Halloween Tarot Giveaway

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Win a set of Halloween Tarot cards and help support the debut novel Tarot: The Magician.

Book Blurb

When Kassandra Troy discovers an ancient tarot deck, her life takes a thrilling and frightening turn. She triggers The Magician card, and releases the mysterious and captivating Luke Rykell. He lifts Kassandra out of despair, dispelling the devastation she feels after her father’s death. But Luke has a dark secret. He wants the magical deck for himself. The only way Kassandra can save herself is to journey into the Tarot cards. But once inside, can she ever escape?

Irresistibly compelling and heart-wrenching, Tarot: The Magician is a superb fantasy tale that will haunt you long after you’ve read the last page.

Download the ebook from Midnight Frost Books as well as AmazonBarnes and Noble and Smashwords. Not sure? Read a free sample here. Or click on the fancy schmancy button below.

Snail Sample Button

Tarot Book Trailer

I worked for over two months drawing and coloring the panels you see in this trailer. I wanted it to be as special as the book. However, I was daunted by the music. I’m no musician. However, if it were silent, or had canned music, that would undermine all the hard work I put into the animation. Bradley Coy came to my rescue. For the full story on how the theme for the book trailer was created, read A Theme Song for an ebook.

Book Reviews

Don’t trust me. Here are readers who have read and commented on the book.

“I especially enjoyed Kassandra’s journey through the cards as she tries to solve the problems she’s faced with and find her way out. And the ending gives me hope for a sequel (or a series?)” by Tara at Dividing by Zero

Giveaway Details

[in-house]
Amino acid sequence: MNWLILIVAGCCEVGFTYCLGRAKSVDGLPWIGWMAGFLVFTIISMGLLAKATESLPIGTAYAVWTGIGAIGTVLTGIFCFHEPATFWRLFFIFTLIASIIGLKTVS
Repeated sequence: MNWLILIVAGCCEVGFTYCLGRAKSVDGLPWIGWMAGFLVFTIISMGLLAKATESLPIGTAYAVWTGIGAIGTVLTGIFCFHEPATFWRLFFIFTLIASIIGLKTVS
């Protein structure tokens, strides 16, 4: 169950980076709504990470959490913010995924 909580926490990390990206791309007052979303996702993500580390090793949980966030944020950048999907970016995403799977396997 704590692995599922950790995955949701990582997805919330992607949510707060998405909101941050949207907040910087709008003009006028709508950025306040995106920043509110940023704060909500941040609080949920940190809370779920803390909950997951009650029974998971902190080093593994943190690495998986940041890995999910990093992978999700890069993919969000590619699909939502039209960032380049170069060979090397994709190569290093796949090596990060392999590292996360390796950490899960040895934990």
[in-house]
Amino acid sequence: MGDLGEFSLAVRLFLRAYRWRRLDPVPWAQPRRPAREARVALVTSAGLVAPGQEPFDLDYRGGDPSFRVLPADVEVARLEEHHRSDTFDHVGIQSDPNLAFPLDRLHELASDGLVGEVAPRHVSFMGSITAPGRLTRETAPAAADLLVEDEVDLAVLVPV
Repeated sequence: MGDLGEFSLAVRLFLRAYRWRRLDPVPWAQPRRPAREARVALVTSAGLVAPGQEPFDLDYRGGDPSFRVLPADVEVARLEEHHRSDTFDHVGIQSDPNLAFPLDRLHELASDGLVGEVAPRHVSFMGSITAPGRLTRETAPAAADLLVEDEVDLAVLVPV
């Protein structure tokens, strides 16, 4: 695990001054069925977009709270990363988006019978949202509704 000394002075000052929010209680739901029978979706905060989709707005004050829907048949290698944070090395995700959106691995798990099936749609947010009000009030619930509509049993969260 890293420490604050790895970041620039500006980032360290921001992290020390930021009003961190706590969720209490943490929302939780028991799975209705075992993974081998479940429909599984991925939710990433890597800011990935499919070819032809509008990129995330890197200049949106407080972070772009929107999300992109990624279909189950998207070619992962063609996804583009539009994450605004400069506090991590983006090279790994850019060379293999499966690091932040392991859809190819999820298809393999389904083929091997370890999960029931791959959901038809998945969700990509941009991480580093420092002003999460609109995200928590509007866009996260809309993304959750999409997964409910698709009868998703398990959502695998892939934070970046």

By helping me promote Tarot: The Magician, you get your own set of fabulously spooky tarot cards. I’ll mail them to the winner after Halloween. Click this LINK or anywhere on the image below to take you to enter the giveaway. Hurry, this event ends Friday, October 31st!

Halloween Tarot Promo

 

Smashing Pumpkins (The Puree Way)

October means pumpkins, not just for carving, but gobbling up in soups, stews, pancakes, and pies. It all starts with a sugar pumpkin. I used to wonder what this was because they aren’t available at pumpkin patches. Search for pie pumpkins (or sugar pumpkins) at the grocery store.

Transforming a pumpkin into puree is not as hard as it looks. Most websites will tell you crank up the oven and toss the pumpkin inside and wait. Yeah, I tried that. One problem, was the waiting. It takes time for the oven to heat up and quite a while for the pumpkin to cook. Worse yet, when I tried this the first time, I decided to add water to the glass pan while it was in the oven (did I mention that it was glass). Yes, shards scattered everywhere: in the oven, on the floor.

I found a better way: Microwave. But let’s start with the slicing and dicing. Cut the pumpkin into quarters and then scoop out all the seeds and gook.